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Sunday, 31 August 2014

Dalmatian

Their name refers to Dalmatia, a region now in Croatia, where the earliest written records of the breed in the early 18th century showed that it was used for a variety of functions.

The Dalmatian was seen as the height of carriage accessory fashion in Britain and France in the nineteenth century. They were used by aristocracy as a coach dog to trot beside carriages and protect them from highwaymen, but later used strictly as a companion dog.

Dalmatians are traditional fire house mascots because they get along with horses.

Back when fire engines were drawn by horses, Dalmatians were kept in the firehouse to deter horse thieves. The breed also cleared the way for firemen on the way to the scene of a fire.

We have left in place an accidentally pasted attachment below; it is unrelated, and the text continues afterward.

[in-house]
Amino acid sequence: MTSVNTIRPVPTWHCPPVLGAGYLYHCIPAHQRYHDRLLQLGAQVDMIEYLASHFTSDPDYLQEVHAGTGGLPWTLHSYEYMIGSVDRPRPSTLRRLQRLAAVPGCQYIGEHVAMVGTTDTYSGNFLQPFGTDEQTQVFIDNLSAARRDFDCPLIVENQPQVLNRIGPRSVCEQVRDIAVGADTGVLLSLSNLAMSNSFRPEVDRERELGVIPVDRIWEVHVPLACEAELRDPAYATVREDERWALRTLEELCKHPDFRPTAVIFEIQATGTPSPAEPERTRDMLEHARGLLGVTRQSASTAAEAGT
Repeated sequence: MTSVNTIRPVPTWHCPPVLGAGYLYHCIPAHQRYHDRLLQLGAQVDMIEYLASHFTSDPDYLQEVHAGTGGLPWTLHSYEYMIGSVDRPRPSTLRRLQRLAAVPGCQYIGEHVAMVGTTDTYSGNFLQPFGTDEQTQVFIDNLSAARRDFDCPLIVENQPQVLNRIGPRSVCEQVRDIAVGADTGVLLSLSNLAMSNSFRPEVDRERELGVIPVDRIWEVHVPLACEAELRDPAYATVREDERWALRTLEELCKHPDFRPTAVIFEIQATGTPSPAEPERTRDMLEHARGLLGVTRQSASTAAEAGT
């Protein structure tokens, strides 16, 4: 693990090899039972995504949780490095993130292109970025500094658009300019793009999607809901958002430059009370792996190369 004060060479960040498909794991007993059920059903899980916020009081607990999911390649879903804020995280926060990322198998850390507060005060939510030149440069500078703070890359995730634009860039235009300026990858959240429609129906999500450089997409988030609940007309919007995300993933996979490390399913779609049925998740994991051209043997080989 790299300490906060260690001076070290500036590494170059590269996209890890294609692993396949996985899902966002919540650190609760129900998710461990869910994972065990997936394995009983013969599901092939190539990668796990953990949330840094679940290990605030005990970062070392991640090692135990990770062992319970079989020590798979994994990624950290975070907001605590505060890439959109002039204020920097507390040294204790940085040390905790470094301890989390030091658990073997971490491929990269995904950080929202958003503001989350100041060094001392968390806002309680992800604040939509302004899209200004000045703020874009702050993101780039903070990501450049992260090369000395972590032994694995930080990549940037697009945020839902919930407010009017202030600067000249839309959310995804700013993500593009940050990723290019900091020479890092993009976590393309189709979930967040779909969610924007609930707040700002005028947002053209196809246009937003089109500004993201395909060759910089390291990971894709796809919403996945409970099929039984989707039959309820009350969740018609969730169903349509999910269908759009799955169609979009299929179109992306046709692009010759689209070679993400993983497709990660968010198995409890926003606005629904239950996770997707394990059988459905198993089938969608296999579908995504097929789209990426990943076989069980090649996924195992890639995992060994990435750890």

Back when fire engines were drawn by horses, Dalmatians were kept in the firehouse to deter horse thieves.

The popular book 101 Dalmatians (1956) and subsequent Disney movie propelled the Dalmatian breed to fame.

Dalmatians are born spotless: at first pure white, their spots develop as they age.


In the film 101 Dalmatians, every Dalmatian puppy has precisely 32 spots.

Source Compton's Interactive Encyclopedia © 1998 The Learning Company, Inc.

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